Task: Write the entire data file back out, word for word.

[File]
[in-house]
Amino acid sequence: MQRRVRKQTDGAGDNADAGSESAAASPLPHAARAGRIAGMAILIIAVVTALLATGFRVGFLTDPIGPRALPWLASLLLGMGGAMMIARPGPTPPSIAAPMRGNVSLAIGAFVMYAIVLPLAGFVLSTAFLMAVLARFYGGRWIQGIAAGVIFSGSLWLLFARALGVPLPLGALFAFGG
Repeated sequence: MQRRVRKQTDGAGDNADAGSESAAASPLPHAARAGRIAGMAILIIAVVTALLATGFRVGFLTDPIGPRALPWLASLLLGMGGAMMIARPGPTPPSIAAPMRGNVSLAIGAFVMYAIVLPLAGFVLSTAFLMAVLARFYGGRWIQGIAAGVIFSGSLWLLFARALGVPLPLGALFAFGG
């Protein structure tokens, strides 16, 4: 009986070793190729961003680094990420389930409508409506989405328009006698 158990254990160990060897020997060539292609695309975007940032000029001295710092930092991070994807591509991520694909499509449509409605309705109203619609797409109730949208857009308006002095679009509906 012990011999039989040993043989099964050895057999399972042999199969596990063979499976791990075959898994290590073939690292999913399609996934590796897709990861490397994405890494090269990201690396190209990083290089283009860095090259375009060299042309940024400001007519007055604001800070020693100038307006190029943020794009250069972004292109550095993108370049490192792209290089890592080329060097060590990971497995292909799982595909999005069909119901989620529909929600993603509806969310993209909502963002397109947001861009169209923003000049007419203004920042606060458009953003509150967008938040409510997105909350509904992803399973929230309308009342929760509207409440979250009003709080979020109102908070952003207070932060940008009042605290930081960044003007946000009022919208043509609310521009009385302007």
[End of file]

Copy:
[in-house]
Amino acid sequence: MQRRVRKQTDGAGDNADAGSESAAASPLPHAARAGRIAGMAILIIAVVTALLATGFRVGFLTDPIGPRALPWLASLLLGMGGAMMIARPGPTPPSIAAPMRGNVSLAIGAFVMYAIVLPLAGFVLSTAFLMAVLARFYGGRWIQGIAAGVIFSGSLWLLFARALGVPLPLGALFAFGG
Repeated sequence: MQRRVRKQTDGAGDNADAGSESAAASPLPHAARAGRIAGMAILIIAVVTALLATGFRVGFLTDPIGPRALPWLASLLLGMGGAMMIARPGPTPPSIAAPMRGNVSLAIGAFVMYAIVLPLAGFVLSTAFLMAVLARFYGGRWIQGIAAGVIFSGSLWLLFARALGVPLPLGALFAFGG
């Protein structure tokens, strides 16, 4: 009986070793190729961003680094990420389930409508409506989405328009006698 158990254990160990060897020997060539292609695309975007940032000029001295710092930092991070994807591509991520694909499509449509409605309705109203619609797409109730949208857009308006002095679009509906 012990011999039989040993043989099964050895057999399972042999199969596990063979499976791990075959898994290590073939690292999913399609996934590796897709990861490397994405890494090269990201690396190209990083290089283009860095090259375009060299042309940024400001007519007055604001800070020693100038307006190029943020794009250069972004292109550095993108370049490192792209290089890592080329060097060590990971497995292909799982595909999005069909119901989620529909929600993603509806969310993209909502963002397109947001861009169209923003000049007419203004920042606060458009953003509150967008938040409510997105909350509904992803399973929230309308009342929760509207409440979250009003709080979020109102908070952003207070932060940008009042605290930081960044003007946000009022919208043509609310521009009385302007």